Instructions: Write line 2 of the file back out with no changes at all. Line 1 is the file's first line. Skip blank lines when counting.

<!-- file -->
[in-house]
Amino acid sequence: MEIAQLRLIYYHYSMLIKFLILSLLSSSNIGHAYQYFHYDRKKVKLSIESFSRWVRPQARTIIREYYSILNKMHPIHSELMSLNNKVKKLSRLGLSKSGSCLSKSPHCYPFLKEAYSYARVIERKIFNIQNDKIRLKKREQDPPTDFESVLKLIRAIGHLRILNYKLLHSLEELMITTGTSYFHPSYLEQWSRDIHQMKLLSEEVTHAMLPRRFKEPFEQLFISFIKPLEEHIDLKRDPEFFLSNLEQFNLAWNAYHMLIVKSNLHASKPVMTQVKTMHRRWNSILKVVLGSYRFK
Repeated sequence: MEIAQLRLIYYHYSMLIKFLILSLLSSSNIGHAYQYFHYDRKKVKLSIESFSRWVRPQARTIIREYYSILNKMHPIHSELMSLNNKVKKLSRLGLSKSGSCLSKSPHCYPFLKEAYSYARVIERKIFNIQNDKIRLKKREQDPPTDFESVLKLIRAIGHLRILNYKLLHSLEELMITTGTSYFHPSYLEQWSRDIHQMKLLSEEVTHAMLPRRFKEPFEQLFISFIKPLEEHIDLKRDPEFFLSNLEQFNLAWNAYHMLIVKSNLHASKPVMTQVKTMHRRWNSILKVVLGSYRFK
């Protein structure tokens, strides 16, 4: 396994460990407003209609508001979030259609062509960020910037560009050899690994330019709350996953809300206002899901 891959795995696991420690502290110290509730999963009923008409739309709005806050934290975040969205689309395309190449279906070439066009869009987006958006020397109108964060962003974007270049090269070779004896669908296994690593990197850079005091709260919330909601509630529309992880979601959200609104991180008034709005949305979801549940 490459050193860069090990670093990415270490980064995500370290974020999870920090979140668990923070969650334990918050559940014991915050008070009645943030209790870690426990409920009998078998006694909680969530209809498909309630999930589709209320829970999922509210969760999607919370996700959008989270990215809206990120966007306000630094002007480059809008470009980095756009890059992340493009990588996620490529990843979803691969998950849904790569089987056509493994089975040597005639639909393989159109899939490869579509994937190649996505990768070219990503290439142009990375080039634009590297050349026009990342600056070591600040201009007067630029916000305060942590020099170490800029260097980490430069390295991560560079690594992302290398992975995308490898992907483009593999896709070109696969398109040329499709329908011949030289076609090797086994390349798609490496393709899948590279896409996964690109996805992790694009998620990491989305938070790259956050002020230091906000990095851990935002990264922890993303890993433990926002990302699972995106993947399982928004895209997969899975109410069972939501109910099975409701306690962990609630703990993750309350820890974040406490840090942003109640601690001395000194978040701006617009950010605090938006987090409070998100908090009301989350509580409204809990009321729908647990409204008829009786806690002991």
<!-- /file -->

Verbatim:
Amino acid sequence: MEIAQLRLIYYHYSMLIKFLILSLLSSSNIGHAYQYFHYDRKKVKLSIESFSRWVRPQARTIIREYYSILNKMHPIHSELMSLNNKVKKLSRLGLSKSGSCLSKSPHCYPFLKEAYSYARVIERKIFNIQNDKIRLKKREQDPPTDFESVLKLIRAIGHLRILNYKLLHSLEELMITTGTSYFHPSYLEQWSRDIHQMKLLSEEVTHAMLPRRFKEPFEQLFISFIKPLEEHIDLKRDPEFFLSNLEQFNLAWNAYHMLIVKSNLHASKPVMTQVKTMHRRWNSILKVVLGSYRFK